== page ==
Make the crust. Whir the cookies in a food processor until they form fine crumbs. Measure out 2 cups. Discard the remainder or save for another use. Add the 2 cups back into the food processor bowl along with the butter, sugar, and salt. Pulse until well combined.

Press into the bottom of the pan and bake for 10 minutes. Remove from oven and let cool.

Reduce oven temp to 325. Melt chopped chocolate over low heat or in the microwave in 30-second intervals at 50% power, stirring between intervals. Set aside.

Beat the cream cheese for several minutes until fluffy and no lumps remain. Scrape sides and bottom of the bowl as needed. Beat in sugar and salt. Mix until well combined.

One at a time, add the eggs, beating until incorporated and scraping sides and bottom of bowl between each addition. Stir Kahlua, espresso powder, and vanilla together in a small bowl. On low speed, beat in the Greek yogurt and Kahlua mixture.

With the mixture on low, mix in the cooled, melted chocolate. Scrape bottom and sides of the bowl, stirring until all of the chocolate is incorporated.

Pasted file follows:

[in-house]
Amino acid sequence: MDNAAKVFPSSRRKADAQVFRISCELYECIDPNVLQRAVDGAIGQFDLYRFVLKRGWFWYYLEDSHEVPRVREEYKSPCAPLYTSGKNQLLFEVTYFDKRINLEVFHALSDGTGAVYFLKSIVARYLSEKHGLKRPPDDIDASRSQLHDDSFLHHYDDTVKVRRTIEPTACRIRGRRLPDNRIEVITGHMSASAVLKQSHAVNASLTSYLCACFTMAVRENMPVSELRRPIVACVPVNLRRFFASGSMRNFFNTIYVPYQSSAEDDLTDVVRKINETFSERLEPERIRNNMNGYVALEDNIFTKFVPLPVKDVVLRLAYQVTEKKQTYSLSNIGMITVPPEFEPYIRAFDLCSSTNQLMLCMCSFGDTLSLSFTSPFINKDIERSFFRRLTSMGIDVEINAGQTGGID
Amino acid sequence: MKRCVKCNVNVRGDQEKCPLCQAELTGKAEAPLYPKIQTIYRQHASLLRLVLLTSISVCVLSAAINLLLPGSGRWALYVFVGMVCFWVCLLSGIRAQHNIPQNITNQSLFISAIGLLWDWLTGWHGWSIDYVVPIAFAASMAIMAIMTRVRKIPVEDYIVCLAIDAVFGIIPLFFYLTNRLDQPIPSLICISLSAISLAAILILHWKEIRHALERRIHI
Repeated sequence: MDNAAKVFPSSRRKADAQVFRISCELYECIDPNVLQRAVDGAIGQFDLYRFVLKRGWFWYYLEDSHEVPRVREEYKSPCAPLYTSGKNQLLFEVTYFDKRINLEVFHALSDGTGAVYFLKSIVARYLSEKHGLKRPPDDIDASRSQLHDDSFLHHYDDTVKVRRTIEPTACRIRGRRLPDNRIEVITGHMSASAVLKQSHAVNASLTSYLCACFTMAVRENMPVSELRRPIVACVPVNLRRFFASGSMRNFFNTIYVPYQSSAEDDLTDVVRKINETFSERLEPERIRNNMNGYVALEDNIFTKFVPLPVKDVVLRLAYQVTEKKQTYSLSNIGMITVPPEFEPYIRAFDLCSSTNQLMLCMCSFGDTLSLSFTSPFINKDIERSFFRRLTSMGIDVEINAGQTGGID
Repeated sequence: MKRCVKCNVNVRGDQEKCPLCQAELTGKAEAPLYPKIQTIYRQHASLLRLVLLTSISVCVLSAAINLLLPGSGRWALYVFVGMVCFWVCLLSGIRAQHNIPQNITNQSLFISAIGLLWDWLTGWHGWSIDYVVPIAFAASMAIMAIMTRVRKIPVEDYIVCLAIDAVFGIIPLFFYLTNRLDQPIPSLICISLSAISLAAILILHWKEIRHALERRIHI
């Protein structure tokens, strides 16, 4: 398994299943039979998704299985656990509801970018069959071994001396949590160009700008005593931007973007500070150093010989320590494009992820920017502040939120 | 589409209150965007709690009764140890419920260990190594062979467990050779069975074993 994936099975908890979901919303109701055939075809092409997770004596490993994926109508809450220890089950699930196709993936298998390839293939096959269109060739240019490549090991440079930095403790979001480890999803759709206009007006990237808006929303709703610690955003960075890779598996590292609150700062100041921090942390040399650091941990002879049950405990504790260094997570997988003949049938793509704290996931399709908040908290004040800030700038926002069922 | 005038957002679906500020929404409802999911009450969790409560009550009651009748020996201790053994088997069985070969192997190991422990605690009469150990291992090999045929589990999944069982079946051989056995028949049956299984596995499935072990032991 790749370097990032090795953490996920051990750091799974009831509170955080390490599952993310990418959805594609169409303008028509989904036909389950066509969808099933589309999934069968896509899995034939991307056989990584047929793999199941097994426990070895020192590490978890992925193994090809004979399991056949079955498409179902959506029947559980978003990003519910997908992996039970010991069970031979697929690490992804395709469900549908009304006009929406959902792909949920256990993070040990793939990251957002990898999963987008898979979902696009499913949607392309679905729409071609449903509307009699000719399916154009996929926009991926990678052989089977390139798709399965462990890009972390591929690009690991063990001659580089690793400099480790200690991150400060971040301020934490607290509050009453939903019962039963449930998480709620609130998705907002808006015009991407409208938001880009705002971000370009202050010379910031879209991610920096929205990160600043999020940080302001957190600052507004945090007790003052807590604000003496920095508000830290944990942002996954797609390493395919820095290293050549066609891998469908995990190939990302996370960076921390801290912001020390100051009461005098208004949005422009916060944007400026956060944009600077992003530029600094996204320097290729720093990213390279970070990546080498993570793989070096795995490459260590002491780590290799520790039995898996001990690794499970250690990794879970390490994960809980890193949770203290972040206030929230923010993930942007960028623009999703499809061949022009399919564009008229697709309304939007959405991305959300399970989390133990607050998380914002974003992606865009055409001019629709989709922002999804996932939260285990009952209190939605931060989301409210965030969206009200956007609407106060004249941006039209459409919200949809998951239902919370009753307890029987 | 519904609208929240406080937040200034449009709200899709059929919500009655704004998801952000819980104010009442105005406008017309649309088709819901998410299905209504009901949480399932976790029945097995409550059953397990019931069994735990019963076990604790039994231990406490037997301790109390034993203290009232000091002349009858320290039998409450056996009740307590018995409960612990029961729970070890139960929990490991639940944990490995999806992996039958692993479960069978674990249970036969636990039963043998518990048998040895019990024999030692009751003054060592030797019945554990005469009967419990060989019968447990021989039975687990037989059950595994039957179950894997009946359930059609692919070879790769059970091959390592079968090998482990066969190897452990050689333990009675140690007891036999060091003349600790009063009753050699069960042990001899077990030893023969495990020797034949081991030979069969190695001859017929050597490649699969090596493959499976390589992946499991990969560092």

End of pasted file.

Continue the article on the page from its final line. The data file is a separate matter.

Pour into the prepared pan over the crust, smooth top. Place pan in a large roasting pan. Working quickly, but being careful not to burn yourself, place the roasting pan in the oven. Pull the rack out a bit and pour hot water into the roasting pan (not on the cheesecake) until it comes up about 1 inch up the sides of the cake pan. Close the oven. Bake for 70-85 minutes until the cheesecake is set. You’ll know by jiggling the pan. The center will wobble a bit but should not slosh. If it looks too jiggly, let it bake a bit more.

Turn the oven off. Take the cheesecake out of the roasting pan and place back in the oven. Crack the oven door open, and let the cheesecake gradually cool, in the oven for 1 hour. After one hour, remove to a cooling rack. Run a thin knife along the edge of the pan. Cool to room temperature, then place in the refrigerator for at least 4 hours.

Make the ganache. Heat the cream and butter to a bare simmer. Pour over chocolate. Let sit 5 minutes, then stir, don’t whisk, until smooth. Remove 1/2 cup of ganache to a small bowl and set aside. Quickly pour the remaining ganache over the cooled cheesecake, spreading evenly with an offset spatula. Return to the refrigerator along with the bowl of reserved ganache.

After 30 minutes to an hour, check the reserved ganache to see if it’s stiffened up and will hold its shape. Transfer to a piping bag. Use plain or star tips, or just snip the end, to add ganache decorations on top. Chill.

Mix a bit of gold luster dust with vodka or Everclear. Use a food-only paintbrush to flick onto the cheesecake.

Store the cheesecake in the refrigerator until ready to serve.